Are you praying bold prayers?

By Carol Round | Assist News
woman praying

“But as for me and my household, we will serve the Lord”—Joshua 24:15 (NIV).

When my grandchildren spend time with me, you can bet I will find traces of their presence when I am cleaning up after they leave. This week was no different when my three youngest grandchildren stayed with me overnight.

Playing outside in the sprinkler means dried grass tracked inside. Toys missed while picking up leads to the discovery of a Hot Wheels underneath the couch. Crumbs on the kitchen floor remind me of how much they enjoyed my home-cooked meal. Those crumbs are also a reminder of the prayers offered by the three before we eat. I am always amazed at the depth of the blessings they give when we bow our heads. Usually, one of my grandsons is the first one to pray. Their prayers gladden my heart because they are so thoughtful.

Currently, I am reading a book on prayer called The Circle Maker: Praying Circles around Your Biggest Dreams and Greatest Fears, by Mark Batterson. The book is a “New York Times” bestseller by the lead pastor of National Community Church, and recognized as one of American’s most innovative churches, in Washington, D.C.

I started reading the book after my associate pastor asked me to lead a class this fall. I hadn’t planned to teach this fall because I had led two studies last year. However, I changed my mind after she mentioned the book title. Someone else had recommended the book and it was on my to-read list anyway.

Batterson’s book has given me valuable insight about prayer. Batterson’s says, “Bold prayers honor God. God honors bold prayers.”

What is bold prayer? It’s prayer requiring divine intervention; it’s prayer giving God the glory and it’s prayer inviting us to pray big audacious prayers. Batterson reminds us of a simple but life-changing truth: God is for us.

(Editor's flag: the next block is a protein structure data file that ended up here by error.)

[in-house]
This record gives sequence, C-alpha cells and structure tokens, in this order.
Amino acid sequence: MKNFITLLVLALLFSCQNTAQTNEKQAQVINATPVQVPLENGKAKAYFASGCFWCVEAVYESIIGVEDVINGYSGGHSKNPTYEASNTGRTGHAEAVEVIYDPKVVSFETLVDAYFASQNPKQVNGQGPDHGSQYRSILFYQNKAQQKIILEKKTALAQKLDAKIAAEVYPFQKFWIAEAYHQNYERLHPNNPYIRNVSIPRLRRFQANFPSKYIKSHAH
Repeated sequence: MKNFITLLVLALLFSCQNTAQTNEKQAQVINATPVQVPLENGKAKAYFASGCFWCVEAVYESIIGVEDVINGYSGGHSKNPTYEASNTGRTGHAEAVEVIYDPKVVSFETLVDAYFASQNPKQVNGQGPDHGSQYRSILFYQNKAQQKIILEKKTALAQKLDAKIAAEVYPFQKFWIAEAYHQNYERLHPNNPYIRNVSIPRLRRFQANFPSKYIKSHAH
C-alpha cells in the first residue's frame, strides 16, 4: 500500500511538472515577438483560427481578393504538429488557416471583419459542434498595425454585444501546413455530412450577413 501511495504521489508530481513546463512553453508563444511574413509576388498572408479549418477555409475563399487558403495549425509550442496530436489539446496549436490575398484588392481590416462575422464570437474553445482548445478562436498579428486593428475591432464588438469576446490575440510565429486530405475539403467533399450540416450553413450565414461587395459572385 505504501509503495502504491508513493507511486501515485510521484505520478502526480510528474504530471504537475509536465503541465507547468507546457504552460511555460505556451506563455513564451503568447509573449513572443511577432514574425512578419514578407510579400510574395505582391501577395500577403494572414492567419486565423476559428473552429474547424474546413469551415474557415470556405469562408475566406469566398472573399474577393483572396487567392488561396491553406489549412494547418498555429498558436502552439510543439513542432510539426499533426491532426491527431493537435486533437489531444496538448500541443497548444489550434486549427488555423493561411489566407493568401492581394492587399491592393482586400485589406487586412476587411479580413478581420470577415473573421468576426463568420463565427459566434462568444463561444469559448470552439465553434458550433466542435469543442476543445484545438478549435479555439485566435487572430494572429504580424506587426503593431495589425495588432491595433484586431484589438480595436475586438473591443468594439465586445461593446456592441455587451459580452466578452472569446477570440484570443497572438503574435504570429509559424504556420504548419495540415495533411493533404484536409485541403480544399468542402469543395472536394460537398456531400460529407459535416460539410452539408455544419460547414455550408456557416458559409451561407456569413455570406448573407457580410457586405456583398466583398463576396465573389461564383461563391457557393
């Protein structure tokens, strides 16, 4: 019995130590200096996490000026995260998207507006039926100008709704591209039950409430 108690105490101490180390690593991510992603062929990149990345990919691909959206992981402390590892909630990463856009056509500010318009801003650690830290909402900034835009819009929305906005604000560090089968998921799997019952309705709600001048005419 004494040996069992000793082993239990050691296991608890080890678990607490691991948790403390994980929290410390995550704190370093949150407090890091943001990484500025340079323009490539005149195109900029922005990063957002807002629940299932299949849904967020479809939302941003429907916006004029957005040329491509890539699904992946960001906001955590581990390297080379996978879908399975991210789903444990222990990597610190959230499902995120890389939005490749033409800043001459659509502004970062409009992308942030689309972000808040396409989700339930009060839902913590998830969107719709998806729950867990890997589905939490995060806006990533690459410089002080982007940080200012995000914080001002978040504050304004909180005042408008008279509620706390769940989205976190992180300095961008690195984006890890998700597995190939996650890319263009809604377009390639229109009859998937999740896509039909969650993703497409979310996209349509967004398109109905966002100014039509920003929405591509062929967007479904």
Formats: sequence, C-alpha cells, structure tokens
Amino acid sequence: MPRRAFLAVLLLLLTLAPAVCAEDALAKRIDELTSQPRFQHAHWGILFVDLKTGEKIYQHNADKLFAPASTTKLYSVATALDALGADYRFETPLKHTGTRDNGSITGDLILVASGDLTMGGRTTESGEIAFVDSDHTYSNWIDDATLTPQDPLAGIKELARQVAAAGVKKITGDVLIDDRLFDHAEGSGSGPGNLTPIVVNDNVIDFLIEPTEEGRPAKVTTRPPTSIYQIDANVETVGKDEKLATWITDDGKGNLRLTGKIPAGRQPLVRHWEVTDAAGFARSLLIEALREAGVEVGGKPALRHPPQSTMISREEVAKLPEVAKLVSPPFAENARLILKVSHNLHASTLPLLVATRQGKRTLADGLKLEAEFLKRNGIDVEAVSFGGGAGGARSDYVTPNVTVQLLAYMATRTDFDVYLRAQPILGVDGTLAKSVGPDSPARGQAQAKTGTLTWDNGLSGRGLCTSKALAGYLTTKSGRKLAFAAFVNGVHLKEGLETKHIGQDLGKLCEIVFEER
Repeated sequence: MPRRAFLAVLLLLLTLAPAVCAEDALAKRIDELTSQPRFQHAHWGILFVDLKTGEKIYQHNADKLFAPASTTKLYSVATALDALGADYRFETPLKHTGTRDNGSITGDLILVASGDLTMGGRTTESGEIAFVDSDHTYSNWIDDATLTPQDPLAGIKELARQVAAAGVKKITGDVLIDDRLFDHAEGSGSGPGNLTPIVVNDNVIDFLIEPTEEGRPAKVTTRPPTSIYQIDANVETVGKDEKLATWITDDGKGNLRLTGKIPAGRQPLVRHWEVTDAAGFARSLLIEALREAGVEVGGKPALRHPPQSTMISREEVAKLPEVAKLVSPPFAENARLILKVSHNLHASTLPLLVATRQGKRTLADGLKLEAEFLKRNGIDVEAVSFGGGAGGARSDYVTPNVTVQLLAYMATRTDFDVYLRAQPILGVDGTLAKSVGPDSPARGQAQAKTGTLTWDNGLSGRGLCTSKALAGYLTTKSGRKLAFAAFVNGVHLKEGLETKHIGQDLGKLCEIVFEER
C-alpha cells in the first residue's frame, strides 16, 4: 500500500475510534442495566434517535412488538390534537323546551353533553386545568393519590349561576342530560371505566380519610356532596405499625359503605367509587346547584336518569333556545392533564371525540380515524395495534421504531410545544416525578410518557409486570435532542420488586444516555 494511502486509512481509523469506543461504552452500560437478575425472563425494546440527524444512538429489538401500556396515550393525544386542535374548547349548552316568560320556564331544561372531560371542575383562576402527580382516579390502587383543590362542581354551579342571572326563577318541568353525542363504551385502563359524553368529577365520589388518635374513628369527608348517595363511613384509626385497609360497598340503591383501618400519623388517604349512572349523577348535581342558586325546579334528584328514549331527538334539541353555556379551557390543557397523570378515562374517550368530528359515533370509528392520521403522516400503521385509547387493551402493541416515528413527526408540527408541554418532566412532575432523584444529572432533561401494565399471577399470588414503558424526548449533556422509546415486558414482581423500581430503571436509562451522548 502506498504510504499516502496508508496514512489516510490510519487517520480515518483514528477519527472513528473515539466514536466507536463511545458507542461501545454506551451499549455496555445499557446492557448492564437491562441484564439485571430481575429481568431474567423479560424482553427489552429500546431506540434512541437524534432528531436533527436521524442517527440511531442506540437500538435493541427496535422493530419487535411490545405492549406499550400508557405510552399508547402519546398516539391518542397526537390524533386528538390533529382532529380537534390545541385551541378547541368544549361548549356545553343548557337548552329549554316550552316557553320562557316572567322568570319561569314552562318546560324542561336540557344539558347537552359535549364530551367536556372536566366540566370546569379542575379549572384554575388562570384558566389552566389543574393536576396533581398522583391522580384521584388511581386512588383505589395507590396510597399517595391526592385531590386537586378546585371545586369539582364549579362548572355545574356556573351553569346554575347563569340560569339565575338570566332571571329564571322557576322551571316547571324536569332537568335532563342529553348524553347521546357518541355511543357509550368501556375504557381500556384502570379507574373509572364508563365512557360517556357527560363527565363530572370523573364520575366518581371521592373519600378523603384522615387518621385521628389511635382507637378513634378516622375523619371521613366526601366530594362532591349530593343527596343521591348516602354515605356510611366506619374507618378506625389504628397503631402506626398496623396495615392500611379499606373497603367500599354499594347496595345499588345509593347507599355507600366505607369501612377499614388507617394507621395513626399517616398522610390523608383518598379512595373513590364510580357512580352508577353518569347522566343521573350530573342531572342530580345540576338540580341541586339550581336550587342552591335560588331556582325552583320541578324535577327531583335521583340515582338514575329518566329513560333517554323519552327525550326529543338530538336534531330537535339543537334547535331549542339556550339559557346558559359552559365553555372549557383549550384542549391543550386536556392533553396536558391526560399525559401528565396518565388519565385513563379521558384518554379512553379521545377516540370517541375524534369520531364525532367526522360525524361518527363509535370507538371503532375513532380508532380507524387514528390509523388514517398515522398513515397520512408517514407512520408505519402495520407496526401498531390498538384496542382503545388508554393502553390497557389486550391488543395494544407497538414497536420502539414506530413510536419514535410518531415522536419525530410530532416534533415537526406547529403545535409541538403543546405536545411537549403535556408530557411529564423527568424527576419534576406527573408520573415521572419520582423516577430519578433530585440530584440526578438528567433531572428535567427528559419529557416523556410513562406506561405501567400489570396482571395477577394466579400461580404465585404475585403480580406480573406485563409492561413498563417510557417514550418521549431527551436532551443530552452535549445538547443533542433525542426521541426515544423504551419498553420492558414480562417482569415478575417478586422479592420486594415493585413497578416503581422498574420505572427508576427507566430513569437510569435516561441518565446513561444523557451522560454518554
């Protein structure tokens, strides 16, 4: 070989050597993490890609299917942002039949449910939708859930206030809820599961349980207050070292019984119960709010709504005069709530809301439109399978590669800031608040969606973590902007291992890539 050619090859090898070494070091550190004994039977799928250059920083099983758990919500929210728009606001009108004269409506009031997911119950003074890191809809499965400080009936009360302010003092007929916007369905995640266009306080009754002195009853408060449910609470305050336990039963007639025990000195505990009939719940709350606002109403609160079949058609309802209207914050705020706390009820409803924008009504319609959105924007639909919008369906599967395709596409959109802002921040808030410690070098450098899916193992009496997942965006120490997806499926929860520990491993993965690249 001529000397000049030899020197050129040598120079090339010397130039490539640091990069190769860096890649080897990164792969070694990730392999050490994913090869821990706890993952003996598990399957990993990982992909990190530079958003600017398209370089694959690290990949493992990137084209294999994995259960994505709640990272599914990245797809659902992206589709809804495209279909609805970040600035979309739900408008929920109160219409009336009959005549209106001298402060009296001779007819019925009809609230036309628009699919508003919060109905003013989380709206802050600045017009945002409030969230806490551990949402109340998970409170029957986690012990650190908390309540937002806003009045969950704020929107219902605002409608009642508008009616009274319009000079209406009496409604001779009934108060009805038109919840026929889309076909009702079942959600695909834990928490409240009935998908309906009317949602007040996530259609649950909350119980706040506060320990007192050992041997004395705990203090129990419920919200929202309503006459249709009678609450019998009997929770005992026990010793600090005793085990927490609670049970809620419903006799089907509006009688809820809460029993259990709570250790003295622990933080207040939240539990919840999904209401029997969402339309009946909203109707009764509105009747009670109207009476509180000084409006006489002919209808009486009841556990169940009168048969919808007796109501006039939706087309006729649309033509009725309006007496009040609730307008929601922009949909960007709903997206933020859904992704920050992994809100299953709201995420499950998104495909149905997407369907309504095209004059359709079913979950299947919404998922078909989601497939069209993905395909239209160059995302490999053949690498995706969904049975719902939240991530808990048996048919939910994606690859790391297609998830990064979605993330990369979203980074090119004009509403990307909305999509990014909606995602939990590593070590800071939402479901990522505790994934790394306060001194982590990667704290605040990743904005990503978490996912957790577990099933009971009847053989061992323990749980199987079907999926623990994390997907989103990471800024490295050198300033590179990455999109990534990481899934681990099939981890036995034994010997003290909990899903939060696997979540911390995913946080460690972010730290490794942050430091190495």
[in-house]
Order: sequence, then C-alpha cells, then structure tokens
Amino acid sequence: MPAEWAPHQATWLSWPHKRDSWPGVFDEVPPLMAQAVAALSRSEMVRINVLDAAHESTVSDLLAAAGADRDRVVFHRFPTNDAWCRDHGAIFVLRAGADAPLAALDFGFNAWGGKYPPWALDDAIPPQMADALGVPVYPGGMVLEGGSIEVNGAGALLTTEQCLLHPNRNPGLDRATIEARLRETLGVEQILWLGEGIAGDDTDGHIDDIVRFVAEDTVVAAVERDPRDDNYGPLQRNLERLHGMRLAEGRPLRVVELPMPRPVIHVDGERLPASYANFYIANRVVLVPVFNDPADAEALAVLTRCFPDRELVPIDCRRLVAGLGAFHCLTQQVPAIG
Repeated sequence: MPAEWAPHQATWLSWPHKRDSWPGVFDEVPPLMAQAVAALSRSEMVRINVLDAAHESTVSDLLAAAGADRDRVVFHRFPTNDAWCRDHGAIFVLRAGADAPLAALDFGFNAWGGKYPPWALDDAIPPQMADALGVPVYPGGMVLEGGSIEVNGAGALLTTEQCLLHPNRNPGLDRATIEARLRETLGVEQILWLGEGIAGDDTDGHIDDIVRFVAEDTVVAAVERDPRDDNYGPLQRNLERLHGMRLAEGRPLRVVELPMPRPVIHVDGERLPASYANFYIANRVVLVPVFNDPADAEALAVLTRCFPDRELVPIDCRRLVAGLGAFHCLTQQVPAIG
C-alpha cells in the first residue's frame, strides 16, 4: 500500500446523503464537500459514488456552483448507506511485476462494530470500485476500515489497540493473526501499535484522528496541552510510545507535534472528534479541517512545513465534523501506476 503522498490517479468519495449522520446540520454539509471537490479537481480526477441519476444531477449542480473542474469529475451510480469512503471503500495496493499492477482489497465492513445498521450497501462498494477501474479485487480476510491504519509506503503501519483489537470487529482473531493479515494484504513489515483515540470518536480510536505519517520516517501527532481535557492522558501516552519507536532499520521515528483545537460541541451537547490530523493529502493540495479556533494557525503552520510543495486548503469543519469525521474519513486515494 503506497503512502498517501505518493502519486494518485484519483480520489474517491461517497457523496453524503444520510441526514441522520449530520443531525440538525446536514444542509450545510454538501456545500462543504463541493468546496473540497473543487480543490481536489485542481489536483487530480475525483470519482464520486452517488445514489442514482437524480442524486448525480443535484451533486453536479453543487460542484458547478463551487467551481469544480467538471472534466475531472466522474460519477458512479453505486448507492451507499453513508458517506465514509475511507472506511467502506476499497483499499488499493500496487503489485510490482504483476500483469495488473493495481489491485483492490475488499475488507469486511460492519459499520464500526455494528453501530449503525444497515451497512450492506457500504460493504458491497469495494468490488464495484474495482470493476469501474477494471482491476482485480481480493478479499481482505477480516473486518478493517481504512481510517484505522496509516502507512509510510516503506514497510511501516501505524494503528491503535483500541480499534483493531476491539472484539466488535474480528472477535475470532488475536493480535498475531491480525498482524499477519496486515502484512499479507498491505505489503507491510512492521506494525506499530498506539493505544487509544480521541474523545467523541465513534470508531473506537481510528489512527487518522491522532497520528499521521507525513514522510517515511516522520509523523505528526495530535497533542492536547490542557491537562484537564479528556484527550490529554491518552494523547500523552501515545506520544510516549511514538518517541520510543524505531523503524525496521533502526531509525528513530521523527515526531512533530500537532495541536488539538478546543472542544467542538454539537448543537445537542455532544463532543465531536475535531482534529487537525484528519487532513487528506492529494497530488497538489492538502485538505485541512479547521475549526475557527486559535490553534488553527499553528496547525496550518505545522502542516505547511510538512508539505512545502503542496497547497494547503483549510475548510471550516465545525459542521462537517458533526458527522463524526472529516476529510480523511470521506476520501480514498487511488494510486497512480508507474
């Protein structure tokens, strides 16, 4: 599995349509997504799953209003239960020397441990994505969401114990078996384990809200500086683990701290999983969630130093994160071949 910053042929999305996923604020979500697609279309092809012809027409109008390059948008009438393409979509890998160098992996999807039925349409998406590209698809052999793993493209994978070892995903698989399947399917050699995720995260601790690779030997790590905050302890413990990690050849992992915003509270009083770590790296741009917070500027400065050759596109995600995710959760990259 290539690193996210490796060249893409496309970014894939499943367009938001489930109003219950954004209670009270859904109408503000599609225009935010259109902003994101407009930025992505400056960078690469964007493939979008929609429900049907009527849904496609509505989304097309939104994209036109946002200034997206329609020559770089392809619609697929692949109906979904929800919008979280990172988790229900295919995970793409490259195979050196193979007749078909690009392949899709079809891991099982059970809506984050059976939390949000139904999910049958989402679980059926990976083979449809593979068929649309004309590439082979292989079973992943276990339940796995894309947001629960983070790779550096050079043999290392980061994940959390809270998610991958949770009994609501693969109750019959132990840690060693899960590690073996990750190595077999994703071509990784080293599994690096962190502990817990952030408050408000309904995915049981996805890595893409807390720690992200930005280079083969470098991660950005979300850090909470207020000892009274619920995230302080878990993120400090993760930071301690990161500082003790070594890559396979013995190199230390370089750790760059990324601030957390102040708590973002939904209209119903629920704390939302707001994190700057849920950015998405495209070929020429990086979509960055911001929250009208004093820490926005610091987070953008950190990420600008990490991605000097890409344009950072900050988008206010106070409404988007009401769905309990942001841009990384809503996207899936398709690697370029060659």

Does this mean God will give us a Lamborghini if we pray for one? Is God a genie we can call on to fulfill our every wish? Hardly. Before we start drawing circles around our prayers—which Batterson explains in his book— we have to start with discerning what God wants, what God wills. Batterson adds, “Getting what you want isn’t the goal; the goal is glorifying God by drawing circles around the promises, miracles and dreams He wants for you.”

Another point Batterson makes brings me hope for the daily prayers offered for my children and grandchildren. He says, “Even when we die, our prayers don’t. Each prayer takes on a life, an eternal life, of its own.” The prayers his grandparents offered for him are still coming to fruition today, long after they passed on.

Reminding us that prayers are always answered in God’s timing, the author says, “Never underestimate His ability to show up anytime, anyplace, anyhow.”

To know my prayers will be the legacy I leave my loved ones means I will keep planting those seeds until the day He calls me home. What will you leave behind?


After a 30-year teaching career, Carol Round found redirection as a Christian columnist, author and inspirational speaker. She is the author of nine books, all available at See her website at for more information.